Microsoft relaunched Beam, the video game live streaming platform it acquired a year ago, under the new name Mixer Thursday. In addition to the new branding, Microsoft also added a couple of new features to Mixer, including a mobile streaming app and the ability to combine up to four separate streams into one experience,

Microsoft acquired Beam last August as a response to the continued popularity of Amazon’s Twitch, as well as YouTube’s growing engagement in the live video game streaming space. Just like those two competitors, Mixer allows gamers to stream their game play directly to fans and followers.

But unlike Twitch and YouTube, Mixer is putting a bigger emphasis on interactivity, allowing the audience of a live streamer to directly impact her or his game play. To enable this, Mixer has built special tools for developers that allow them to add interactive live streaming directly to their games.

These features may eventually come to some of  Microsoft’s marquee titles as well, according to a blog post penned by Mixer co-founder Matt Salsamendi: “The Minecraft team is experimenting with the interactivity that Mixer offers as a possibility for official game integration. And, some Minecraft community members have already created interactive experiences using this technology that allow viewers to do things like spawn in zombies or change the weather.”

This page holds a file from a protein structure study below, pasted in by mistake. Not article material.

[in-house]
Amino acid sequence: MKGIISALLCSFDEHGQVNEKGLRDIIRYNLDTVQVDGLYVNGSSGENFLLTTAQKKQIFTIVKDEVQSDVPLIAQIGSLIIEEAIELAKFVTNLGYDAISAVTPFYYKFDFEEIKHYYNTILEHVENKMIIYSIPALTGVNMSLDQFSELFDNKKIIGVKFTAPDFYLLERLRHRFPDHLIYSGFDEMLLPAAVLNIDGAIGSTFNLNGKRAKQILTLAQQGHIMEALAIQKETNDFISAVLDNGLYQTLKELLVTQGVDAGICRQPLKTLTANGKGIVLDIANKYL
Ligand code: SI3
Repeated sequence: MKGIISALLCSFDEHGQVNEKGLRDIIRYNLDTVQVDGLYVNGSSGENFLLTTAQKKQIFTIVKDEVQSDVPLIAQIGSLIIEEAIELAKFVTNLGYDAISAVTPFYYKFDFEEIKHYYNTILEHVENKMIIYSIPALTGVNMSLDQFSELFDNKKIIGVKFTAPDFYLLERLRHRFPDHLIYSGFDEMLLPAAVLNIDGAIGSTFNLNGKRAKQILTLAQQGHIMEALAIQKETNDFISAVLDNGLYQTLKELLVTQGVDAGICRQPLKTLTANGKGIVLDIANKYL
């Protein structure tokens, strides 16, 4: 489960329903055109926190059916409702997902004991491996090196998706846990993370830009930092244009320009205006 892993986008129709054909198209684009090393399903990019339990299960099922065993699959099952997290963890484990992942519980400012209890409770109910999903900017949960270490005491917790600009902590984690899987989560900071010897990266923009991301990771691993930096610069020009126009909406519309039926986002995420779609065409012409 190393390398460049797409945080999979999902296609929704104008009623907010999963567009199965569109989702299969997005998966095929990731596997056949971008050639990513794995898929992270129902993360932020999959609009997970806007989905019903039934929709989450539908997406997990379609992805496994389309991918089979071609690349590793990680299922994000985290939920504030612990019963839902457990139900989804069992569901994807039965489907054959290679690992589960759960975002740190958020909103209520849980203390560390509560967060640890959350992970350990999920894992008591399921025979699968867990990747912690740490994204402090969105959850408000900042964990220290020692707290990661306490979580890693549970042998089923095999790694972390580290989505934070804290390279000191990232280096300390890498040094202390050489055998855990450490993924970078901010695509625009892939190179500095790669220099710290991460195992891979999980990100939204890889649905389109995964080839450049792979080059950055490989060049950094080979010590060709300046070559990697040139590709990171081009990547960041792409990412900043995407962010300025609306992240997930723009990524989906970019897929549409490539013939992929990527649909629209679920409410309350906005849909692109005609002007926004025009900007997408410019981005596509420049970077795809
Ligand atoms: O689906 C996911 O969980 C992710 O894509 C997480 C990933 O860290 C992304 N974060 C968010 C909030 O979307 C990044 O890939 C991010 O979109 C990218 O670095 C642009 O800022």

The launch of a mobile app shows that Mixer’s ambition go beyond traditional PC and console gaming, and perhaps even beyond gaming, period. Mixer Create, an app that launched in beta for iOS and Android Thursday, initially focuses on traditional live video streaming, but will soon also allow users to stream their mobile game play — something that’s similar to Kamcord’s take on mobile live streaming.

Finally, Mixer is also looking to set itself apart from the competition by giving live streamers a way to more closely interact with each other. From the blog post: “Co-streaming enables multiple channel streams to be displayed on a single Mixer page. You and up to three other friends can deliver a stream that combines separate stream sources into one shared “split-screen” view, including a centralized chat experience.”

Amazon’s Twitch, for its part, has made moves in recent months to expand beyond just video game streaming as well. In March, Twitch streamed over 800 “Power Rangers” episodes as  part of a 17-day marathon. Earlier this month, the service began a 18-day marathon of “Mister Roger’s Neighborhood,” streaming all 886 episodes of the show back-to-back.